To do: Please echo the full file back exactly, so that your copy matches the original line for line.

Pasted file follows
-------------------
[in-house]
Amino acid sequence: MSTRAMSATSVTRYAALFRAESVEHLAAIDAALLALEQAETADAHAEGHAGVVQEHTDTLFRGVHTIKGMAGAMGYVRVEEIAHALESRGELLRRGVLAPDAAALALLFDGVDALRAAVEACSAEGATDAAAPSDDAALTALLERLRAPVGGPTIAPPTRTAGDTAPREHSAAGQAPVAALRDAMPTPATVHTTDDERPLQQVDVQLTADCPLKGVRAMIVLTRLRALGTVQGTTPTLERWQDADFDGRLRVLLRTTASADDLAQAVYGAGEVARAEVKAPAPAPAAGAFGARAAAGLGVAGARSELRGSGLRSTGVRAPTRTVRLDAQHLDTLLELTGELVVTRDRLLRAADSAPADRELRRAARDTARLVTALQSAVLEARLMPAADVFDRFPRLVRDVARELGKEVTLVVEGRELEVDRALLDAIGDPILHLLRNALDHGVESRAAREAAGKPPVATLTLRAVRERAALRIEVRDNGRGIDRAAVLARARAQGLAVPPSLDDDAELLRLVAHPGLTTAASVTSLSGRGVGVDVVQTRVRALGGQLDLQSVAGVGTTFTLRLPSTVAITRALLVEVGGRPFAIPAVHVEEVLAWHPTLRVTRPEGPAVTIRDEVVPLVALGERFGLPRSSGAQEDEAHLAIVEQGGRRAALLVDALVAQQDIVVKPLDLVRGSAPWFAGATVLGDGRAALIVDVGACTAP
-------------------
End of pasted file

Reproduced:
[in-house]
Amino acid sequence: MSTRAMSATSVTRYAALFRAESVEHLAAIDAALLALEQAETADAHAEGHAGVVQEHTDTLFRGVHTIKGMAGAMGYVRVEEIAHALESRGELLRRGVLAPDAAALALLFDGVDALRAAVEACSAEGATDAAAPSDDAALTALLERLRAPVGGPTIAPPTRTAGDTAPREHSAAGQAPVAALRDAMPTPATVHTTDDERPLQQVDVQLTADCPLKGVRAMIVLTRLRALGTVQGTTPTLERWQDADFDGRLRVLLRTTASADDLAQAVYGAGEVARAEVKAPAPAPAAGAFGARAAAGLGVAGARSELRGSGLRSTGVRAPTRTVRLDAQHLDTLLELTGELVVTRDRLLRAADSAPADRELRRAARDTARLVTALQSAVLEARLMPAADVFDRFPRLVRDVARELGKEVTLVVEGRELEVDRALLDAIGDPILHLLRNALDHGVESRAAREAAGKPPVATLTLRAVRERAALRIEVRDNGRGIDRAAVLARARAQGLAVPPSLDDDAELLRLVAHPGLTTAASVTSLSGRGVGVDVVQTRVRALGGQLDLQSVAGVGTTFTLRLPSTVAITRALLVEVGGRPFAIPAVHVEEVLAWHPTLRVTRPEGPAVTIRDEVVPLVALGERFGLPRSSGAQEDEAHLAIVEQGGRRAALLVDALVAQQDIVVKPLDLVRGSAPWFAGATVLGDGRAALIVDVGACTAP